Patients with clinically amyopathic dermatomyositis (CADM) have a risk of developing rapidly progressive interstitial lung disease (ILD). CADM-ILD is associated with the anti-MDA-5 antibody. In the USA, however, patients with CADM have these antibodies less frequently than those in Japan. In addition, those with this disorder are less often complicated with rapidly progressive ILD than those in Japan. We present a case of a 42-year-old Japanese-American female with a 3-month history of a rash on her hands and face with joint pain. Based on the negative results from lupus tests, her primary care provider and a rheumatologist treated her with steroids, hydroxychloroquine, and methotrexate. During treatment, the patient started noticing shortness of breath because of pneumonia, which was revealed by a CT scan. The woman was finally diagnosed with acute respiratory failure due to CADM with ILD. She underwent a double lung transplant as well as treatment with multiple immunosuppressive agents and repeated plasma exchange but died 15 days after transplantation. Her clinical course is similar to that of Japanese patients with CADM-ILD. Outside Japan, primary care providers, rheumatologists, and dermatologists, as well as pulmonary physicians, may be less familiar with this disorder than those in Japan. Since CADM-ILD progresses very quickly and could be fatal, these doctors should be aware of this disease to treat such patients as soon as possible, particularly when seeing a patient of Japanese descent.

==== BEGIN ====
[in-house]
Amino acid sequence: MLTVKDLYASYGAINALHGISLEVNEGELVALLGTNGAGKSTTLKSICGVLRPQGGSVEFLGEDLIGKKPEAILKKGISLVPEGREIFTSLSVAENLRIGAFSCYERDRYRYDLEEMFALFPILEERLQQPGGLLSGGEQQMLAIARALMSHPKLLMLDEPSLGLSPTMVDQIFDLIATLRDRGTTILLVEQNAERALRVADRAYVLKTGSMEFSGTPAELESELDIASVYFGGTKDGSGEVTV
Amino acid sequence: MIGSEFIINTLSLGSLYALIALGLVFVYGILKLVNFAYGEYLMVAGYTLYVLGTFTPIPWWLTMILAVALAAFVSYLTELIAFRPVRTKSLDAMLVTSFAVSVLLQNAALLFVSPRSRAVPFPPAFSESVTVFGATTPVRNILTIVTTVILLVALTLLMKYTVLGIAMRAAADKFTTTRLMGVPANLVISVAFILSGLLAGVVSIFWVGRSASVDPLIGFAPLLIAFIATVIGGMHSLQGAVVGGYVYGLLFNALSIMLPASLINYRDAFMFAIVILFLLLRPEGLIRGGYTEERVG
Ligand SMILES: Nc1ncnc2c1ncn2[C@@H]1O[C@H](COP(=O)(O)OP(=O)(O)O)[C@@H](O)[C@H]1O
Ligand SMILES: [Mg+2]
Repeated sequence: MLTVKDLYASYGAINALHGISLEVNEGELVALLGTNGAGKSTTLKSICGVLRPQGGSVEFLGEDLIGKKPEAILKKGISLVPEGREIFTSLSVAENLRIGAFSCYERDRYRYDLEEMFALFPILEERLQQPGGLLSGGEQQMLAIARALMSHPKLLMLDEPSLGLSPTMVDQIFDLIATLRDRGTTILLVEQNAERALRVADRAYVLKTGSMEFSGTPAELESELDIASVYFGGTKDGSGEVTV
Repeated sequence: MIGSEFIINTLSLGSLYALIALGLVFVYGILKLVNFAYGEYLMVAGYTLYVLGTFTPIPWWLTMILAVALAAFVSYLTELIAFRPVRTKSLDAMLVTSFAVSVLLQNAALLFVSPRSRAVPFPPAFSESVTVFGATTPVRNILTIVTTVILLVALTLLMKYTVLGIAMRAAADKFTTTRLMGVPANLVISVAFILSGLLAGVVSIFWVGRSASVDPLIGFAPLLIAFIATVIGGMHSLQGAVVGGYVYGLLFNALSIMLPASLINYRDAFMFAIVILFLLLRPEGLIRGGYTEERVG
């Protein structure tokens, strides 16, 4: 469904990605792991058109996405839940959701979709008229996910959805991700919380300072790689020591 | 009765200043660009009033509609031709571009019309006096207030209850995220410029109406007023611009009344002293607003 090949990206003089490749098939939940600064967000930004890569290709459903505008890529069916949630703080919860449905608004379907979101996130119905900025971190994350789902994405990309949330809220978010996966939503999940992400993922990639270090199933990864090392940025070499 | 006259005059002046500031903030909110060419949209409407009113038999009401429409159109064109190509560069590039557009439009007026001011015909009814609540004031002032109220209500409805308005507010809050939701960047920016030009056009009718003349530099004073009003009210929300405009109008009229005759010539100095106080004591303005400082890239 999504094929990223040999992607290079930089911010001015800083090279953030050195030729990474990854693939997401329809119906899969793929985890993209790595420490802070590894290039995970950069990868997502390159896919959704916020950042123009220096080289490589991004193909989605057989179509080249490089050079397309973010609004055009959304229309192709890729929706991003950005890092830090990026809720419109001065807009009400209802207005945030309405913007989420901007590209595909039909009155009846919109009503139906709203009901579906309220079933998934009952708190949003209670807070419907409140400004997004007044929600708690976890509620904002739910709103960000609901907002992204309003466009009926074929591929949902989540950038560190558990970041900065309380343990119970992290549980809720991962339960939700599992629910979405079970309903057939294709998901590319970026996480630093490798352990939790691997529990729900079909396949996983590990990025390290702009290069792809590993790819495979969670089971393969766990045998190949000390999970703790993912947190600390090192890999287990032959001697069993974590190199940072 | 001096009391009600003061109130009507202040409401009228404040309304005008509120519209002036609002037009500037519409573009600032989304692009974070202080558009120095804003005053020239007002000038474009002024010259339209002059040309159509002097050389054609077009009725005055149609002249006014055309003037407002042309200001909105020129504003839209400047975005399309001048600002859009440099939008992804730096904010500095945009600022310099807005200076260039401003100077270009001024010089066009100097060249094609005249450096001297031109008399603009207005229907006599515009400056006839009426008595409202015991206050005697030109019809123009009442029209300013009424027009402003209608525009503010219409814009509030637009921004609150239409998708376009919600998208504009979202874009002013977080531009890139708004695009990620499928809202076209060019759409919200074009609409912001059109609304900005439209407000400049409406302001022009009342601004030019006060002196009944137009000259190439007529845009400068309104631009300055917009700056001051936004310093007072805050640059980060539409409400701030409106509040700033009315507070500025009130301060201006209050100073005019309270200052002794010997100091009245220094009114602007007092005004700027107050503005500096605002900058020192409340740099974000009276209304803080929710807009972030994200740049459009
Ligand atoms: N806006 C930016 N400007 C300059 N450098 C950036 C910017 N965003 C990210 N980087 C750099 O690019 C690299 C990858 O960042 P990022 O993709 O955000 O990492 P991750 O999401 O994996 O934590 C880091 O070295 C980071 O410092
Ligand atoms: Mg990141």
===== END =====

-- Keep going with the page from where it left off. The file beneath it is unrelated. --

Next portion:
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The authors thank the patient’s sister for providing the medical records, radiographs, and lung specimens.
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Takada, T., Asakawa, K. & Barrios, R. A Japanese-American female with rapidly progressive interstitial lung disease associated with clinically amyopathic dermatomyositis. Clin Rheumatol 40, 1159–1165 (2021). https://doi.org/10.1007/s10067-020-05292-0
- Anti-MDA-5 antibody
- Clinically amyopathic dermatomyositis
- Interstitial lung disease
- Lung transplant
- Plasma exchange